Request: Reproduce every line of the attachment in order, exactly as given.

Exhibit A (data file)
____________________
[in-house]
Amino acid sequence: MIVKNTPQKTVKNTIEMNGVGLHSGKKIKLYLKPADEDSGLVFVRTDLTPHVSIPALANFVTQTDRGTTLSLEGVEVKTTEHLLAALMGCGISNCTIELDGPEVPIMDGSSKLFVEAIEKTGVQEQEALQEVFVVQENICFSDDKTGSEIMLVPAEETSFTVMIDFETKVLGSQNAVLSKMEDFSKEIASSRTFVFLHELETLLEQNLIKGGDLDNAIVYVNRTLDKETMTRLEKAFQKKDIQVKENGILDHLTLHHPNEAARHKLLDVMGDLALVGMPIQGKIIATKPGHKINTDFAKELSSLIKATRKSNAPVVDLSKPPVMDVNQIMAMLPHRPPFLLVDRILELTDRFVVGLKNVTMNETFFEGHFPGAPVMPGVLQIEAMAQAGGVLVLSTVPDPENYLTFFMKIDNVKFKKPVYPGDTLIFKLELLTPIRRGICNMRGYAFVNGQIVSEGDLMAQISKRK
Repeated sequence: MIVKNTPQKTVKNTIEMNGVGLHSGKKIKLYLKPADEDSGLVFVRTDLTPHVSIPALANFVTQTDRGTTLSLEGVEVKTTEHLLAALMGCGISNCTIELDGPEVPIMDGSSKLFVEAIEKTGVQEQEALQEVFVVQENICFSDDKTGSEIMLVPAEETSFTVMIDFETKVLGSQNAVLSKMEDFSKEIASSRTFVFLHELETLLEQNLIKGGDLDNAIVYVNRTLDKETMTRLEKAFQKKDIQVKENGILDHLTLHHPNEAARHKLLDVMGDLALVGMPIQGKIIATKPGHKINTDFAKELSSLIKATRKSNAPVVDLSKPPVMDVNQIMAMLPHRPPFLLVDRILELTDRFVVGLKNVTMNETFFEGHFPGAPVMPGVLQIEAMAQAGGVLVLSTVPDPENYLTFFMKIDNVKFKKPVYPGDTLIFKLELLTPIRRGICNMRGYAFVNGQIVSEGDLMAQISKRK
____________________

[in-house]
Amino acid sequence: MIVKNTPQKTVKNTIEMNGVGLHSGKKIKLYLKPADEDSGLVFVRTDLTPHVSIPALANFVTQTDRGTTLSLEGVEVKTTEHLLAALMGCGISNCTIELDGPEVPIMDGSSKLFVEAIEKTGVQEQEALQEVFVVQENICFSDDKTGSEIMLVPAEETSFTVMIDFETKVLGSQNAVLSKMEDFSKEIASSRTFVFLHELETLLEQNLIKGGDLDNAIVYVNRTLDKETMTRLEKAFQKKDIQVKENGILDHLTLHHPNEAARHKLLDVMGDLALVGMPIQGKIIATKPGHKINTDFAKELSSLIKATRKSNAPVVDLSKPPVMDVNQIMAMLPHRPPFLLVDRILELTDRFVVGLKNVTMNETFFEGHFPGAPVMPGVLQIEAMAQAGGVLVLSTVPDPENYLTFFMKIDNVKFKKPVYPGDTLIFKLELLTPIRRGICNMRGYAFVNGQIVSEGDLMAQISKRK
Repeated sequence: MIVKNTPQKTVKNTIEMNGVGLHSGKKIKLYLKPADEDSGLVFVRTDLTPHVSIPALANFVTQTDRGTTLSLEGVEVKTTEHLLAALMGCGISNCTIELDGPEVPIMDGSSKLFVEAIEKTGVQEQEALQEVFVVQENICFSDDKTGSEIMLVPAEETSFTVMIDFETKVLGSQNAVLSKMEDFSKEIASSRTFVFLHELETLLEQNLIKGGDLDNAIVYVNRTLDKETMTRLEKAFQKKDIQVKENGILDHLTLHHPNEAARHKLLDVMGDLALVGMPIQGKIIATKPGHKINTDFAKELSSLIKATRKSNAPVVDLSKPPVMDVNQIMAMLPHRPPFLLVDRILELTDRFVVGLKNVTMNETFFEGHFPGAPVMPGVLQIEAMAQAGGVLVLSTVPDPENYLTFFMKIDNVKFKKPVYPGDTLIFKLELLTPIRRGICNMRGYAFVNGQIVSEGDLMAQISKRK